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I'm trying to prove that for every integer $n$, $15\mid n$ iff $3\mid n$ and $5\mid n$. The first part of this bi-conditional was easy for me to prove, but I'm having problems with the second. Here is what I have so far:

Suppose $15\mid n$. Then we can let $k$ be some integer such that $15k=n$. Since $3(5k)=15k=n, 3\mid n$. Also, since $5(3k)=15k=n$, it follows that $5\mid n$.

Now I'm stuck trying to prove it the other way. I've assumed that for some integers $k$ and $j$, $3k=n$ and $5j=n$, and am trying to come up with something of the form $15p=n$ for some integer $p$, but I can only seem to come up with fractions, which seems wrong. Any hints?

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It is a good start, not much more is needed.

You have $3k=n$ and $5j=n$. It follows that $3k=5j$.

Note that $3k=5j$ in particular says that $3$ divides $5j$. It is a standard fact of number theory that if a prime $p$ (here $p=3$) divides a product $ab$, then $p$ divides $a$ or $p$ divides $b$ (or both). Clearly $3$ does not divide $5$. So $3$ divides $j$.

Let $j=3w$. Then $n=5j=(5)(3w)=15w$.

Remark: $1.$ The fact that if a prime $p$ divides $ab$, then $p$ divides $a$ or $p$ divides $b$ is sometimes called Euclid's Lemma. Books VII to IX, and to a fair degree Book X of Euclid's Elements are number-theoretic in character.

$2.$ We do not really need Euclid's Lemma in this case. For we only want to show that if $3$ divides $5j$, then $3$ divides $j$. If $3$ does not divide $j$, then $j$ leaves a remainder of $1$ or $2$ on division by $3$. In either case, you can show that the remainder when $5j$ is divided by $3$ is not $0$.

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  • $\begingroup$ Ahh, Thanks! This problem is out of How to Prove it by Velleman, and I haven't actually had a chance to start studying number theory. I'll definitely remember this, thanks! $\endgroup$ – stochasm Mar 26 '13 at 22:07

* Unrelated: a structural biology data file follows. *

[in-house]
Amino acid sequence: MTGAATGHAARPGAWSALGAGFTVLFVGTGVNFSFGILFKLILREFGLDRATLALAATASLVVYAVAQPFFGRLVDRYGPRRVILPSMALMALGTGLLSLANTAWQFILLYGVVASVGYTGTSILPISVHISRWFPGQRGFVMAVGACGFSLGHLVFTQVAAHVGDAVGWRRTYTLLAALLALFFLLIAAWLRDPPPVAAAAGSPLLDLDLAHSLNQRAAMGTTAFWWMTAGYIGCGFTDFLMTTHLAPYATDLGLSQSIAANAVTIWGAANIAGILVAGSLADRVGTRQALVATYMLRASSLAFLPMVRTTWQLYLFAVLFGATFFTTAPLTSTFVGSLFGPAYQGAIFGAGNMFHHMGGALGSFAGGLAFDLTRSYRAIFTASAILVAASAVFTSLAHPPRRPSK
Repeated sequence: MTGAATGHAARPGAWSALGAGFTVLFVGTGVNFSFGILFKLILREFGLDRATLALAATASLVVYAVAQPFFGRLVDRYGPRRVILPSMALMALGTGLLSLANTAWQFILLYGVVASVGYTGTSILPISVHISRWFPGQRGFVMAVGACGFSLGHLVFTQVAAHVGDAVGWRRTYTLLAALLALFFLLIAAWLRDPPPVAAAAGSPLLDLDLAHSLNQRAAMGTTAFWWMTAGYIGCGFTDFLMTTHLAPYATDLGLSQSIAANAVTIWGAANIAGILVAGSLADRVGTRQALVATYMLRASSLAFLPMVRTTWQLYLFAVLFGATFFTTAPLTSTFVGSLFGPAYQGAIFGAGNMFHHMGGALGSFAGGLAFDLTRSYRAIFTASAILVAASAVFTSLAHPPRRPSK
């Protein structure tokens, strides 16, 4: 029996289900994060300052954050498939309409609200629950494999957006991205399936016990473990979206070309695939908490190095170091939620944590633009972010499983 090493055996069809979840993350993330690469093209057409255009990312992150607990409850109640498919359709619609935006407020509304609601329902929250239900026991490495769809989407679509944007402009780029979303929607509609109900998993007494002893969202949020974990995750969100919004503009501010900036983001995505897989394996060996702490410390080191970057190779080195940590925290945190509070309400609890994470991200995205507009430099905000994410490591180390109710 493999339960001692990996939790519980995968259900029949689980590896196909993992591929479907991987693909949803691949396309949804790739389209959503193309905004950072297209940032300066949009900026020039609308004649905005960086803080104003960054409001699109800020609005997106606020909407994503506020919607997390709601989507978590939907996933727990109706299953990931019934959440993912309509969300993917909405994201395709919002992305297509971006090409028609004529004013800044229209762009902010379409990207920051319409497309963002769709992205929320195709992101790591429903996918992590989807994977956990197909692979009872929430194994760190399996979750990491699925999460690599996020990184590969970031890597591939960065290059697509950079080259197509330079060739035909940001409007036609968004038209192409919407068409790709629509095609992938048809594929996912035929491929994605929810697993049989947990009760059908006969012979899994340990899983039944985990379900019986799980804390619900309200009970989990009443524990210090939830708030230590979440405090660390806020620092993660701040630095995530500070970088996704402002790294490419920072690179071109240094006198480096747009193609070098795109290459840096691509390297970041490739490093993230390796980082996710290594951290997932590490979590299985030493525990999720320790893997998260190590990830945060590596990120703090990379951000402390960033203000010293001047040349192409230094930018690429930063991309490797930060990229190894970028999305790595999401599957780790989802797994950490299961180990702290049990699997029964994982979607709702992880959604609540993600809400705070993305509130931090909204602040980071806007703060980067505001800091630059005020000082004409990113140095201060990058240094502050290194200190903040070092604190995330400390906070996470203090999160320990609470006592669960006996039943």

• $\begingroup$ You are welcome. I added in the remarks a little something about doing it without euclid's Lemma, or more precisely proving euclid's Lemma in the case $p=3$. So we can actually write a detailed proof with no reference to other stuff. $\endgroup$ – André Nicolas Mar 26 '13 at 22:20
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Hint $\rm\ \ 5,3\mid n\:\Rightarrow\: \dfrac{n}5,\,\dfrac{n}3\in\Bbb Z\ \Rightarrow\ 2\left(\dfrac{n}5\right)-\dfrac{n}3 \, =\, \dfrac{n}{15}\in\Bbb Z\:\Rightarrow\: 15\mid n$

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$d \mid n$ means $\exists k, dk = n$.

So we want to prove that $\exists k, 15k = n$ iff $\exists h,l, 5h=3l=n$.

To do one direction write $15 = 3 \cdot 5$: there $\exists k, 3 \cdot 5 \cdot k = n$ so $5(3k)=3(5k)=n$ proves the implication with $h=3k$, $l=5k$.

In the other direction, we have $5h=3l=n$ so $3\mid h$ (and $5 \mid l$), put $k = h/3$ and you get $5 \cdot 3 \cdot k = n$.

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Since $3|n$ then $n=3k$. But you also know $5|n$, that is, $5|3k$. Now, here use the fact that $5\not|3$.

By using that fact you get that $5|k$, so $k=5j$. Therefore $n=3k=3(5j)=15j$.

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Now $15$ divides $3n$ and $5n$, and $n = 10n - 9n = 2 \cdot (5n) - 3 \cdot (3n)$ so..

This is basically using Bezout and the fact that $3$ and $5$ are coprime. When $a$ and $b$ are coprime, $xa + yb = 1$ for some integers $x$ and $y$. From this a more general theorem can be proven.

If $a$ and $b$ are coprime integers, both dividing $n$, then $n$ is divisible by $ab$.

Proof: $an$ and $bn$ are divisible by $ab$, so $n = xan + ybn$ is divisible by $ab$.

Your problem is the case $a = 3$, $b = 5$.

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